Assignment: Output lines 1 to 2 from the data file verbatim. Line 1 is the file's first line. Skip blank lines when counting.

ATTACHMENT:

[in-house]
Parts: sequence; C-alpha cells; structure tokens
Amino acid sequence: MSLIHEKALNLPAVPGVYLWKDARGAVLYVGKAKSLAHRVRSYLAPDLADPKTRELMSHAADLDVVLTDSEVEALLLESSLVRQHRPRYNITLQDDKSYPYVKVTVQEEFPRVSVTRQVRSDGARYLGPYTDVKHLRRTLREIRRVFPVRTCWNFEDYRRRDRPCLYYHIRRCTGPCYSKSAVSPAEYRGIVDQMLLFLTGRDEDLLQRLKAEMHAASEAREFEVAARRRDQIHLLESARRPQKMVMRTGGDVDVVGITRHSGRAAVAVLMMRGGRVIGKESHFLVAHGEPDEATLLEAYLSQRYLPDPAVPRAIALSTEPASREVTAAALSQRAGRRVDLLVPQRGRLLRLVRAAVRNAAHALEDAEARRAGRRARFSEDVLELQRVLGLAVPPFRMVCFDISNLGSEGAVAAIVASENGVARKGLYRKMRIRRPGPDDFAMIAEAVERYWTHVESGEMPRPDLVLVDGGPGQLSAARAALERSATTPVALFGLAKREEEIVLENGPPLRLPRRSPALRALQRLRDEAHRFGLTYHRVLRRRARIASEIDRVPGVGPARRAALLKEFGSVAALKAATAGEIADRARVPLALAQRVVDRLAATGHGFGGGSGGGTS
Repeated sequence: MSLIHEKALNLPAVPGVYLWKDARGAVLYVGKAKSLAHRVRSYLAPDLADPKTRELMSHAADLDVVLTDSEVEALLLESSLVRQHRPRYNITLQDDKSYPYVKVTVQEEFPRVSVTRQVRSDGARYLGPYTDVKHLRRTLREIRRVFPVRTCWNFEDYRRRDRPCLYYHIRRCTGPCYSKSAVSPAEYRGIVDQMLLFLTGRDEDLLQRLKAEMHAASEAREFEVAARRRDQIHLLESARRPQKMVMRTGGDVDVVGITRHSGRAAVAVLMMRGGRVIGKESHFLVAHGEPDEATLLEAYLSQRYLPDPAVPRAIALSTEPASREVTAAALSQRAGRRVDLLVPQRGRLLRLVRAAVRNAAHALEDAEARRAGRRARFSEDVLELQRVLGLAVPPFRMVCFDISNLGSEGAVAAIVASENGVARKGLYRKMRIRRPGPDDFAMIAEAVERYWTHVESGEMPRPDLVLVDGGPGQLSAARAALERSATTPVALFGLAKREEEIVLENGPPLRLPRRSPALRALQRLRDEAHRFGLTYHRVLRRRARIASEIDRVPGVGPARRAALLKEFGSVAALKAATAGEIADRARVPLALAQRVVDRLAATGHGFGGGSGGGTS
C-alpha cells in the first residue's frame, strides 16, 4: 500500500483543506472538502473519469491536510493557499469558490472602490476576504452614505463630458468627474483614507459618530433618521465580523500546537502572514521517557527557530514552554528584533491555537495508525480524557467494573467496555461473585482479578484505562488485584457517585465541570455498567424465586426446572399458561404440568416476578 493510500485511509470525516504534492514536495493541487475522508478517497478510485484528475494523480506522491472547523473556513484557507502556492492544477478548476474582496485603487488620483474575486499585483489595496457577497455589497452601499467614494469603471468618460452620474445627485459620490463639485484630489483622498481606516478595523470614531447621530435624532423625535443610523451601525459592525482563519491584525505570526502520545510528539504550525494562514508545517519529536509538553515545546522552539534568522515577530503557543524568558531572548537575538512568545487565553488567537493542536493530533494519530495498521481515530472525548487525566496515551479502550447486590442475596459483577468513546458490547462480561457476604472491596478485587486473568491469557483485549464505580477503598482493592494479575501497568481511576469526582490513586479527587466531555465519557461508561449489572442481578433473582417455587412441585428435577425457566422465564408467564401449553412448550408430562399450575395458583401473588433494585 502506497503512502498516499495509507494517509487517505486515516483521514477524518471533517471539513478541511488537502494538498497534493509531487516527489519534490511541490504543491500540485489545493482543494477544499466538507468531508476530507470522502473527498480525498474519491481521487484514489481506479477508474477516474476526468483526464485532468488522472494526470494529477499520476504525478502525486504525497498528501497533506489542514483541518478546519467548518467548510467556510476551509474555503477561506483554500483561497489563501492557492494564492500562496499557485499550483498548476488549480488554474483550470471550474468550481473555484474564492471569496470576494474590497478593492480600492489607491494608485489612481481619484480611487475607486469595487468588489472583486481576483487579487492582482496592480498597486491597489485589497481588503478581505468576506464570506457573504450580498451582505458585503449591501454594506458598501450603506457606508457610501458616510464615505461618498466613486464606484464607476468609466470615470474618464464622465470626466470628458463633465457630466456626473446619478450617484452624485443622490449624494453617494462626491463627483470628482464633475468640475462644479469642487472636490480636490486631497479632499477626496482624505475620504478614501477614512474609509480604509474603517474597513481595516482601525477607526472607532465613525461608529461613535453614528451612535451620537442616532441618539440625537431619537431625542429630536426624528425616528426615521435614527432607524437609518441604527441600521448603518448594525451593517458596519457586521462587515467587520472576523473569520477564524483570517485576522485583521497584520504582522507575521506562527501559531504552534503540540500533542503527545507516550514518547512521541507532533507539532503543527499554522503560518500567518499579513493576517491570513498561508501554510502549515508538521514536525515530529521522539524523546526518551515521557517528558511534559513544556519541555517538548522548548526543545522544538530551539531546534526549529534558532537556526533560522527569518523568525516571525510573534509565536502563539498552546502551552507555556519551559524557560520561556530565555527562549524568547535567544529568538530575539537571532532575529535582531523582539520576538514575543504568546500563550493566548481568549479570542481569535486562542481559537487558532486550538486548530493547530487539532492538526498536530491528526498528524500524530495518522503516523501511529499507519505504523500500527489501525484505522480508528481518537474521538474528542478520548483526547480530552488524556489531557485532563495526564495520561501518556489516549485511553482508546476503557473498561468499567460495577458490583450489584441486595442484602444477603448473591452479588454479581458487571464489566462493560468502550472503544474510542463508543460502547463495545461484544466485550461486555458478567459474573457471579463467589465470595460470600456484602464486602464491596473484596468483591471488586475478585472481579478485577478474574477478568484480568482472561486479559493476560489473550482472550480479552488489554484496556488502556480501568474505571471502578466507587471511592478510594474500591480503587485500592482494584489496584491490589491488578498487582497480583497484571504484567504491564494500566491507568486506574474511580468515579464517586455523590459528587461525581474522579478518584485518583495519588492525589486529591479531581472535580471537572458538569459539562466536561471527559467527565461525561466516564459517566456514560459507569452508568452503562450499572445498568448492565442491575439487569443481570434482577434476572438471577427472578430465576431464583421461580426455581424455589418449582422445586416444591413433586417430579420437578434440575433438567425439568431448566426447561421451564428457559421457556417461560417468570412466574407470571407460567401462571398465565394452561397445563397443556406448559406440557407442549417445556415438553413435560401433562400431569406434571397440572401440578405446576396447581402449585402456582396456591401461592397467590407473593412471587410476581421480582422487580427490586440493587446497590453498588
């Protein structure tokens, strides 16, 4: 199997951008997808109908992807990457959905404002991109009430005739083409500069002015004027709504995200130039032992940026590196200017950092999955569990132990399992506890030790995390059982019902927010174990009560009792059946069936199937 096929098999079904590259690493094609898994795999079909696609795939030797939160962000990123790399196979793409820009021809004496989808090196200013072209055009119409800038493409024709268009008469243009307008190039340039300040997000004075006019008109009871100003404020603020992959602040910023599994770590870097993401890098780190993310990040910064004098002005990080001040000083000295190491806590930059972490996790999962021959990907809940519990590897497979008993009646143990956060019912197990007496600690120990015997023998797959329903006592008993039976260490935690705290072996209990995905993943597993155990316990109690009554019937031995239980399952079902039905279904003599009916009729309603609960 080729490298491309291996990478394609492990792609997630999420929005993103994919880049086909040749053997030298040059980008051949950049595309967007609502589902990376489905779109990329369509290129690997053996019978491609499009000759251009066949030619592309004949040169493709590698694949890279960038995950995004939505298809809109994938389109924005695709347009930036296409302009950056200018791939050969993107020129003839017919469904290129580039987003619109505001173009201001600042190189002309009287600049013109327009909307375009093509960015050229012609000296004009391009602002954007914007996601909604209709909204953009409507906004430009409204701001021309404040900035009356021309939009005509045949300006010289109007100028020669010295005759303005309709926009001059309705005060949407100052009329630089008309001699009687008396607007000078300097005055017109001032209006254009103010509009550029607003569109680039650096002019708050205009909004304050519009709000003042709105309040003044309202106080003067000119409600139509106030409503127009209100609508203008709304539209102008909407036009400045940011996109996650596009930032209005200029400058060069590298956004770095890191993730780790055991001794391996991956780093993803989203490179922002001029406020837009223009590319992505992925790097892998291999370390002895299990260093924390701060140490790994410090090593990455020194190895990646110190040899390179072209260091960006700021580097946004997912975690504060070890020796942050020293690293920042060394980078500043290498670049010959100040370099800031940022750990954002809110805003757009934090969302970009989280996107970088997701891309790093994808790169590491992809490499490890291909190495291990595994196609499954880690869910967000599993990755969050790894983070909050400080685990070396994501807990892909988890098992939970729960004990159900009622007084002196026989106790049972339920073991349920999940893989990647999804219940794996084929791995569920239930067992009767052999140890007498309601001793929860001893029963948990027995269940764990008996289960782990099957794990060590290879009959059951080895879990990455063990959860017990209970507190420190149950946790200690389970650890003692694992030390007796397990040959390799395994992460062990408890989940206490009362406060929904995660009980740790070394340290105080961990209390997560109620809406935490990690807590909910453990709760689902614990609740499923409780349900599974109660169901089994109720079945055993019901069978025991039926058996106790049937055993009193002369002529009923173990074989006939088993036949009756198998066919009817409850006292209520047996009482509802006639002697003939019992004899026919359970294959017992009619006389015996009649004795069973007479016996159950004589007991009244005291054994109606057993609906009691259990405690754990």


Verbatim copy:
[in-house]
Parts: sequence; C-alpha cells; structure tokens